UK businesses unprepared for changing EU landscape

A third of UK data is stored outside of the UK, and moving it back to the country may cost an average of ?1.6 million for each organisation.

VMware has published research showing more than a third (34%) of UK businesses’ data is currently located outside of the country, while three quarters(76%) have at least some business critical data residing overseas. With so much data stored offshore, almost seven in 10 businesses (69%)are concerned they may need to move their data in line with any regulatory, compliance or customer requirements.
The research of 250 UK IT decision makers, conducted in September 2015 by Vanson Bourne and sponsored by VMware, shows 95% of respondents use some form of cloud services to host their data (including 37% using public cloud and 34% using hybrid cloud). Over two thirds (70%) are concerned they would need to move their data to a different cloud provider who could host their data in the appropriate location if the European landscape changes.
Despite the potential upheaval, half (50%) said they are yet to start making contingency plans while only 10%arefully prepared to move their data to UK soil, if necessary. 96% of organisations also admitted it would cost them a significant amount to move their data to a different location if needs be, with the average cost being estimated at over ?1.6 million[1],with an average timeline of three months.
Richard Munro, Chief Technologist and Technical Director for vCloud® Air™, EMEA at VMware commented: “Many organisations have rightly turned to the cloud for its flexibility, scalability and security. Knowing that their data is definitely residing in the UK means that a need for change is far less likely, no matter what economical changes happen across Europe. However, only a third (37%) of organisations could say with complete confidence where all their data is stored, so it will be difficult for them to assess whether it is compliant in any eventuality. The best approach is to be prepared for change well ahead of the new directive. This includes clear visibility into where data is stored when using a cloud provider, and having the ability to move it from one location to another if necessary within a short timescale.”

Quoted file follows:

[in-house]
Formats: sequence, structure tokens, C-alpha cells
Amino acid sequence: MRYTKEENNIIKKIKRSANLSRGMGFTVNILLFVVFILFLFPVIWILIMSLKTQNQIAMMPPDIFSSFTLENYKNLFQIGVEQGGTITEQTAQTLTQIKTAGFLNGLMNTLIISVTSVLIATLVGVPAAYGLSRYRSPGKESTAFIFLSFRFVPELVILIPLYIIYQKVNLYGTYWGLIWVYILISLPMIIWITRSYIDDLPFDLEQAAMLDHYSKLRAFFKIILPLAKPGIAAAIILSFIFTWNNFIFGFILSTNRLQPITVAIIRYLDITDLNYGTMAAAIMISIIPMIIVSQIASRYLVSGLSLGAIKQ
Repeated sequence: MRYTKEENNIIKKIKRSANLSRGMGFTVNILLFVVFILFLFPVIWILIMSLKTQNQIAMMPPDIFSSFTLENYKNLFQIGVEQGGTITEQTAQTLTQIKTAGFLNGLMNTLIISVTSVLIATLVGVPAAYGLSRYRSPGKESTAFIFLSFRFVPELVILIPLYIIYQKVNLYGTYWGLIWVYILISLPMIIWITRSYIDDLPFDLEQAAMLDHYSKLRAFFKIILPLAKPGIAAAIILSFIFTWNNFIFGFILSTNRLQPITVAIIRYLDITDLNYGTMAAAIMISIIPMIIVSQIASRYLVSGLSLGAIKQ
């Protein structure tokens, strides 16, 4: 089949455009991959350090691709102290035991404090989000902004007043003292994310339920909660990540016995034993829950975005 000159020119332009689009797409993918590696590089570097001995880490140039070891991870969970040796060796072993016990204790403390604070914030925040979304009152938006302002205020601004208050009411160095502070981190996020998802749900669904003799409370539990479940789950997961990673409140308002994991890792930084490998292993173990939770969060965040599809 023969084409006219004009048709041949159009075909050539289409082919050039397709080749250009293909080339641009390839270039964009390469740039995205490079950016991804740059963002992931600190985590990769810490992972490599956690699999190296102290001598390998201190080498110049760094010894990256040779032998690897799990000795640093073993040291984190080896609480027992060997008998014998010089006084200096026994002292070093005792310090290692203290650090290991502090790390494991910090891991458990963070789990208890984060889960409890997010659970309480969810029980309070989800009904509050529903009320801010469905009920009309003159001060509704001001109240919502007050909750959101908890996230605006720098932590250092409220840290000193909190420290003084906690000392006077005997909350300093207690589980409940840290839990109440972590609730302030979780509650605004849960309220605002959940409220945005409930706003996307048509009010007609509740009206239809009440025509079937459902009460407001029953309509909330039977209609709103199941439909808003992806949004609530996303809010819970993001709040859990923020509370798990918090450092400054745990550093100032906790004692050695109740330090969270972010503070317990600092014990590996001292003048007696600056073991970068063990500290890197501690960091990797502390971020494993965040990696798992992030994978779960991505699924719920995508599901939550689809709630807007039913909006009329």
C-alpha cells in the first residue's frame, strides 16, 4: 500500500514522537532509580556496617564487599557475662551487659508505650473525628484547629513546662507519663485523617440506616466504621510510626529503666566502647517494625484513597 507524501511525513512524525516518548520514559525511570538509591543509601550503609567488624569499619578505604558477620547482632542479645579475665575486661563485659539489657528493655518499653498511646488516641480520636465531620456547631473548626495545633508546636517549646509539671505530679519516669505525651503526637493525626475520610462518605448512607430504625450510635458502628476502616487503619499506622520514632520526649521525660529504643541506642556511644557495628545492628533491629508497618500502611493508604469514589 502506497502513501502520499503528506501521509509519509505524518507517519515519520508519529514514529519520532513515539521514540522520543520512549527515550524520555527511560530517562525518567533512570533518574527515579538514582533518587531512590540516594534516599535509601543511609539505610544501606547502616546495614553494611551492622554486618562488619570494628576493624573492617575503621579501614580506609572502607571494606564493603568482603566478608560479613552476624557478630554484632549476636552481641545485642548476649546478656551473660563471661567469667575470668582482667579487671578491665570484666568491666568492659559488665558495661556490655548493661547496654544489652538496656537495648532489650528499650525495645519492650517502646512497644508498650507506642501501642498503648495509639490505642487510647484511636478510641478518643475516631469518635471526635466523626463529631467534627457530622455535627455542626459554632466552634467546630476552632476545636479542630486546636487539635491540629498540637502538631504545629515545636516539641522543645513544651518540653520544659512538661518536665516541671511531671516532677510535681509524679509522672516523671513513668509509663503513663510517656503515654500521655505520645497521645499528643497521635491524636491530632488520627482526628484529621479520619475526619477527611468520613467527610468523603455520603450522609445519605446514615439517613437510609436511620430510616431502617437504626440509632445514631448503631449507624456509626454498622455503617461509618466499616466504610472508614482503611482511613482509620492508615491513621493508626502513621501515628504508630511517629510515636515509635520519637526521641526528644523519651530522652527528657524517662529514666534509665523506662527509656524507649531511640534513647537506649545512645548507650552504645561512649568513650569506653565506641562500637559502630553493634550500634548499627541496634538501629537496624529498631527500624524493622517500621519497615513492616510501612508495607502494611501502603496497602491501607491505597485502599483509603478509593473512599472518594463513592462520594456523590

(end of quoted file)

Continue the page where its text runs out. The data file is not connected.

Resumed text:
Roy Illsley, Principal Analyst, Infrastructure Solutions at analyst house Ovum commented: “The challenges surrounding the location and protection of data are not new. Organisations should ask their provider where their data is stored, and whether facilities exist to store data in the UK if needed, but also - how their data should be categorised to ensure it is stored in the right location. Vendors who enable third-parties to build local cloud services within a region will become critical support to these customers.”
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